Grassroot movements, strikes and civil commotion are risks that every business must consider in 2023, warns strategic malicious risk advisors, CHC Global, as they will likely disrupt businesses and affect organisational resilience for months, if not years, to come.
The strategic Malicious Risk Report, published annually by CHC Global, has now been released to help UK and global organisations understand their exposure to risk, providing analysis of recent developments including extremism, the malicious use of technology and violent protest movements domestically and across the world. Even well-established industries in stable democracies must be prepared for the possible impact of being targeted by increasingly disruptive and potentially violent activism.
Chris Holt, MBE, Chief Executive of CHC Global says: “By having a clearer understanding of the risks to an organisation from malicious perpetrators, risk managers and CEOs can start to consider how these might have far-reaching consequences for their organisation. These risks are not just financial but can also impact operations, reputations, supply chains, and operatives who work in or close to high-risk areas. This report provides an overview of how global events can impact organisations, providing a deep analysis to help organisations mitigate the risks.”
Businesses are already witnessing, either directly or indirectly, the impact of protest movements and civil unrest on their operations. This trend is expected to grow during 2023. Traditionally resilient states are not immune to instability. In the UK alone, there have been at least 70 instances of strike action since June 2022, causing disruption over multiple days and there’s more planned for February and March. Activist groups including Extinction Rebellion, Insulate Britain and Just Stop Oil have blocked roads, dug and occupied tunnels and glued themselves to vehicles and buildings as acts of civil unrest to cause disruption that affects industry broadly. Equally, climate-related protests in the Netherlands caused significant disruption in 2022.
In a global economy, businesses need to understand the impact that these protests, whether domestic or international, can have on their operations. With global market conditions already affecting the cost of living, organisations can expect to see more activism in the form of protests, strikes, and boycotts affecting their operations, directly or indirectly, for the foreseeable future.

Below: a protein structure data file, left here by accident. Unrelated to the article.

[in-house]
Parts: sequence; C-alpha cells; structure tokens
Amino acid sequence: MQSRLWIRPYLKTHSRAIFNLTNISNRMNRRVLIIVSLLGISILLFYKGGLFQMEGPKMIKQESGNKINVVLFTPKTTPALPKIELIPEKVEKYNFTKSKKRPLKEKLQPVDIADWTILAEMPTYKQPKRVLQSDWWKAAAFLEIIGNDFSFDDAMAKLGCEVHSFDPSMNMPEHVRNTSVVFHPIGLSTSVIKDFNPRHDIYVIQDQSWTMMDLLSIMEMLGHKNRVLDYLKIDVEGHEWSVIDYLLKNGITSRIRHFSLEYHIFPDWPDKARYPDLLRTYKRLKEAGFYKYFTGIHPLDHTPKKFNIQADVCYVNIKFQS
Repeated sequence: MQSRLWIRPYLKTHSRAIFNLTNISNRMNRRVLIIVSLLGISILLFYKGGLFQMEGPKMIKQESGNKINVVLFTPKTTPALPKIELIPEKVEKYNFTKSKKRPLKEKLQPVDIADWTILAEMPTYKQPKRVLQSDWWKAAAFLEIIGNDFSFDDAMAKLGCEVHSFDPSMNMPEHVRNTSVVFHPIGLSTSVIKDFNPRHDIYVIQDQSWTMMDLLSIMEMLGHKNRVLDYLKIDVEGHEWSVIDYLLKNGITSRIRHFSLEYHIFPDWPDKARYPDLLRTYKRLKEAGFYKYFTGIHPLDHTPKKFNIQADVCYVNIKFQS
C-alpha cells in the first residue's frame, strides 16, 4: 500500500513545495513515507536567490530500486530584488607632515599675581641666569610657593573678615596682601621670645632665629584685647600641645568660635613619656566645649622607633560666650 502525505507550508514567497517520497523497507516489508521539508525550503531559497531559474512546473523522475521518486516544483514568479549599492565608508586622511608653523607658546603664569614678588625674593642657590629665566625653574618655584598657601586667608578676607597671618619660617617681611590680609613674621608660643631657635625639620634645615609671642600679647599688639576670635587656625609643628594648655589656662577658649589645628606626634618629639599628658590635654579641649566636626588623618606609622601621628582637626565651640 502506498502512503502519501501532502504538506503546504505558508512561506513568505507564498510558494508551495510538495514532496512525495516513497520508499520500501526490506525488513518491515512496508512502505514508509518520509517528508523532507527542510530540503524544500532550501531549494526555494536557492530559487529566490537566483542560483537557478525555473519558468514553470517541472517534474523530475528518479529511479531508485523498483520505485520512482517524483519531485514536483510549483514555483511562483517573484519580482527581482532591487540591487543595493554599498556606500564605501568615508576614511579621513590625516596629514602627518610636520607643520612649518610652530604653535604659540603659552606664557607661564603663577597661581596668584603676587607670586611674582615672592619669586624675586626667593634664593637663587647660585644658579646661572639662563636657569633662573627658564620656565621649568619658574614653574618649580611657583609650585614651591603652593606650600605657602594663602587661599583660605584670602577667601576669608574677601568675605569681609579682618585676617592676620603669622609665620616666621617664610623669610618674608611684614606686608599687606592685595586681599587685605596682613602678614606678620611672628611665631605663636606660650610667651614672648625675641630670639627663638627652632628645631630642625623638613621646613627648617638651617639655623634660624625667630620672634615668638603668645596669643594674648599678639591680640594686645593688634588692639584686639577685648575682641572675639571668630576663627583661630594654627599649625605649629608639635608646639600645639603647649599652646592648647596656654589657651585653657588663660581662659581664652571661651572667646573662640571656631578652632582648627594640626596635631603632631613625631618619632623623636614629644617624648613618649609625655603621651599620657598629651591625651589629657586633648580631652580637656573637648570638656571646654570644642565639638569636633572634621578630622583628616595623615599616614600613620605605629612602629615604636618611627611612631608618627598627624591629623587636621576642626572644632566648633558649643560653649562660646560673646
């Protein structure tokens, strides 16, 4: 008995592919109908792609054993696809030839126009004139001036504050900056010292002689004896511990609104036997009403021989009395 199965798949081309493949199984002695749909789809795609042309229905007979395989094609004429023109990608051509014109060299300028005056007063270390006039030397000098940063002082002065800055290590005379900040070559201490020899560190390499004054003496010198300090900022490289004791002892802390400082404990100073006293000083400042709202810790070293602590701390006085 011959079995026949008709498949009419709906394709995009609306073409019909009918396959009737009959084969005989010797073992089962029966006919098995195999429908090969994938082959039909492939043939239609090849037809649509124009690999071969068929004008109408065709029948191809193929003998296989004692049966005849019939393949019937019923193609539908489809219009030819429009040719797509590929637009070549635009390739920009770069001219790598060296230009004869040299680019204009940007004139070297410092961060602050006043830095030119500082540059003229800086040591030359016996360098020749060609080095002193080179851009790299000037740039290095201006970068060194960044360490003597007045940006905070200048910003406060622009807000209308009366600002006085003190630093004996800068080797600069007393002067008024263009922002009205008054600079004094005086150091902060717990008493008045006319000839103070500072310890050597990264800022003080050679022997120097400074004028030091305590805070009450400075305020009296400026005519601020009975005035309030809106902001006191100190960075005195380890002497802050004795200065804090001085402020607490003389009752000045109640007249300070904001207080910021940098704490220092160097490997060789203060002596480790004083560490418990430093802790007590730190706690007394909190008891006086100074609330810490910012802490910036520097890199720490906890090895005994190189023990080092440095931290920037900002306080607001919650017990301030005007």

Of the movements that have turned violent, a large proportion have been driven by resentment against global economic instability and rapidly rising inflation, and particularly by perceived government failure to control it. There have been mass protests in Sri Lanka, beginning in March 2022, in response to perceived government mismanagement of the economy which led to a shortage of resources, drastic inflation, and near economic collapse.
Other significant areas of malicious risk identified in the strategic Malicious Risk Report include:
Strategic competition: In a world of increasing economic integration, the destabilisation of certain regions caused by the competition between powerful states can have far-reaching consequences. The conflict in Ukraine has already shown how concentrated military aggression by a regional power can impact economies globally, with fallout from global sanctions as well as increased competition for natural resources. Increasing tensions in the South China Sea also have the potential to significantly destabilise global supply chains and economic stability, as well as cause civil and political unrest.
Expansion of non-state armed group activity: The threat from Islamic State and Al Qaeda remains high, with dominant centres of activity continuing to develop in vulnerable African states. In turn, this triggers further economic and geo political insecurity and provides additional opportunities for criminal activity. The expansion of Mexican cartel influence over neighbouring states, such as Guatemala, is likewise driving wider regional instability across Central America.
Exploitation of available technology: The boundaries between many threats are blurring, driven significantly by the exploitation of technology. The number and scale of cyber-attacks on governments and commercial organisation in the last year are noteworthy, with an increased level of activity related to the Russia/Ukraine conflict. Alongside governments, malicious cyber activity also targeted infrastructure and high-profile commercial entities in countries in North America, Europe, and East Asia. Moreover, technology is increasingly being exploited for the development of homemade weapons, such as improvised drones and 3D-printed firearms.